Indian-origin town council candidate’s campaign sign defaced in US

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Indian-origin town council candidate’s campaign sign defaced in US
New York: The campaign sign of an Indian-origin woman running for a town council in the US state of North Carolina was vandalised, with a photo of a Black person’s face superimposed over her face, according to a media report.

Sarika Bansal, the only person of colour running for the Cary Town Council this year, found a campaign sign of hers defaced on Thursday, The News & Observer newspaper reported.

Bansal was attending the town council’s regular meeting when she was informed that her campaign sign was found vandalised in the Highcroft Village neighbourhood in West Cary, where she is contesting for the seat.

Bansal’s head was seemingly scratched off, and a photo of a Black person’s face was superimposed over her face on the sign, the newspaper reported on Friday.

She termed the incident “shocking” and said she was “truly saddened by the act of vandalism and racism” against her campaign.

“We must embrace diversity as a means of building strength and unity in our town. There is no place for bigotry and racism against people of colour, brown or Black, in the Town of Cary,” she was quoted as saying.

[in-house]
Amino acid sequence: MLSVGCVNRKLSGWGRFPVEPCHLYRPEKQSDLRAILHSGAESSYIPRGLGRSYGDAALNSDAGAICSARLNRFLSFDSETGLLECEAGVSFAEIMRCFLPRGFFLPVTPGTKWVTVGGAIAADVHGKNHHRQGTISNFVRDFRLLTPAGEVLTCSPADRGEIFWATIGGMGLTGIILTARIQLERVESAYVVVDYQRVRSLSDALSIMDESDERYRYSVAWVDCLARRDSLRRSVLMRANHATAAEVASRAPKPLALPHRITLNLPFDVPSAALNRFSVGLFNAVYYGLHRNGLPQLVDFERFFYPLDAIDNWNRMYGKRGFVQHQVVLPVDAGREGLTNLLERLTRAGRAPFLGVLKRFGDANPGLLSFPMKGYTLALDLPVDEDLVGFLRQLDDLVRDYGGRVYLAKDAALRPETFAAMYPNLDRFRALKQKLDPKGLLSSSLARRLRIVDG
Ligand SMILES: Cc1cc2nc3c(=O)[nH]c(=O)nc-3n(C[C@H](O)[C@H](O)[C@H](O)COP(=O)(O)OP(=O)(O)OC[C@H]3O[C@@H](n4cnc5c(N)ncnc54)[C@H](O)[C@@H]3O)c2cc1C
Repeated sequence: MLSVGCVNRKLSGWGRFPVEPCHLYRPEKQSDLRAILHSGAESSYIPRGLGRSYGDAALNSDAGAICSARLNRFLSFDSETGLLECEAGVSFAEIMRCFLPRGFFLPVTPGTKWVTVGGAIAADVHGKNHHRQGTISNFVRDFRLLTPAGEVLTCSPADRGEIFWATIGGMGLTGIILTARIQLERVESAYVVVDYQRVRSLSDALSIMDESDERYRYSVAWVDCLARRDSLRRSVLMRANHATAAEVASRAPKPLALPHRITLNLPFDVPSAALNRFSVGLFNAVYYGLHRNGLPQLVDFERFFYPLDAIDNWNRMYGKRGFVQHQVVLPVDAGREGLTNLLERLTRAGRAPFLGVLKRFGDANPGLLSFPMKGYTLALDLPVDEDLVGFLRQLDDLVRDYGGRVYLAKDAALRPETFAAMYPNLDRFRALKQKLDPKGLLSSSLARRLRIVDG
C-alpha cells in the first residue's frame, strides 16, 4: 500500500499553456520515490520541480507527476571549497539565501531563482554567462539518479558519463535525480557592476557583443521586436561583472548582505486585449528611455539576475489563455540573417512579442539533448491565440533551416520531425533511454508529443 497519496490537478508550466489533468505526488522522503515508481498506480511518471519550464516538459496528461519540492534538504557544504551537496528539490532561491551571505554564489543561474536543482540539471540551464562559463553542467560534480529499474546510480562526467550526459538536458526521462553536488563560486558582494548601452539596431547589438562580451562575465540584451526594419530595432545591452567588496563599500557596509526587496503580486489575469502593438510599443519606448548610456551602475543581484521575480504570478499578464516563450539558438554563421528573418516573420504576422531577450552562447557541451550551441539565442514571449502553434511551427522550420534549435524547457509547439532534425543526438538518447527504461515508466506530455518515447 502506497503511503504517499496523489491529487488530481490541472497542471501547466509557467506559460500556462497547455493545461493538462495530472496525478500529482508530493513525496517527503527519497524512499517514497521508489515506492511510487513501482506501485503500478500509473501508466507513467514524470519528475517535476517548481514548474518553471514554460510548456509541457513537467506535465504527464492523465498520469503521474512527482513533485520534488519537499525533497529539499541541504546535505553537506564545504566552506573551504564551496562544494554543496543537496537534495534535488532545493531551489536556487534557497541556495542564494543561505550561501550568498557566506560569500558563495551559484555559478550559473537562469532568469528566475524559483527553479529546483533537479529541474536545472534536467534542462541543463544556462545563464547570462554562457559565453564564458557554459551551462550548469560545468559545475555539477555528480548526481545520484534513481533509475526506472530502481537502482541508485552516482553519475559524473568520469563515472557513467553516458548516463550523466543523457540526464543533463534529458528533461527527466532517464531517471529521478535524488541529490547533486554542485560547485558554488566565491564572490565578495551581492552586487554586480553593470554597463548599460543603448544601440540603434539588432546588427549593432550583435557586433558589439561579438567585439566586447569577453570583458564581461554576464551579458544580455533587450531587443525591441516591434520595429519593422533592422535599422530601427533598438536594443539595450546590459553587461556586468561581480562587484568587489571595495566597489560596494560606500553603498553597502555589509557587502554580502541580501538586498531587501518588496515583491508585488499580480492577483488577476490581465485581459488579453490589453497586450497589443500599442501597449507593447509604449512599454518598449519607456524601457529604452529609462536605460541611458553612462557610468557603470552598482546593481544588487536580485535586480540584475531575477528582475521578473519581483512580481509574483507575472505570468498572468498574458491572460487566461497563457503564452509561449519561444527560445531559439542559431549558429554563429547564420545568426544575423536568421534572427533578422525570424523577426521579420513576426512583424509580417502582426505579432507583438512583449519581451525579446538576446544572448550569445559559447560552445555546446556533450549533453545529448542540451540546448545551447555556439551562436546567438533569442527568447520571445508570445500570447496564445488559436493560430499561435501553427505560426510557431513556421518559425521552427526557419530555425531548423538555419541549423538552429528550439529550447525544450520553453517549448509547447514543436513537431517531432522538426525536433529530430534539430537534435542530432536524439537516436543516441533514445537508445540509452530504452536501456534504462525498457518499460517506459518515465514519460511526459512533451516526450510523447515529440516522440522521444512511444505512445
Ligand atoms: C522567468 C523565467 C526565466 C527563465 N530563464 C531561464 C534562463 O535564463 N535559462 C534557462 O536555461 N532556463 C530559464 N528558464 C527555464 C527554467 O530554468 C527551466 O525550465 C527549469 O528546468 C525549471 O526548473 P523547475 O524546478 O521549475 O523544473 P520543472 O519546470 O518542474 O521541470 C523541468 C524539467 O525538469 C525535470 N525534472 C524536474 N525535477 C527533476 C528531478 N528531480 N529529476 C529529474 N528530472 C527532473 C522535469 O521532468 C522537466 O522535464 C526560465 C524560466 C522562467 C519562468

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In North Carolina, it is a class 3 misdemeanour for a person to steal, deface, vandalise or remove a political sign that is lawfully placed. In a statement, Mayor Harold Weinbrecht said the town will do “everything we can to get to the bottom of this”.

“This racist, despicable act stands in stark opposition to the values we hold dear in Cary and will only serve to bring our community closer,” Weinbrecht said.

According to the report, Asian Americans make up 20 per cent of the 180,000-resident population in Cary. “West Cary needs sustainable leadership,” Bansal said.

“Having diversity on the Town Council is going to help bring the change that we need today,” she added. A small business owner and resident of Cary, Bansal started her business, Raj Jewels, in Morrisville five years ago. She has been active in local government in recent years.

In a statement on Friday, Bansal called on other candidates to “commit themselves to working for a Cary that accepts people of all backgrounds and colour.”

Bansal is in a three-way race with current Councilman Ryan Eades and newcomer Rachel Jordan for the town’s District D seat. If elected, Bansal would become the second woman of colour and the first Indian American to serve on the town council.

Cary’s municipal election is on October 10, weeks before the county’s Election Day on November 7.

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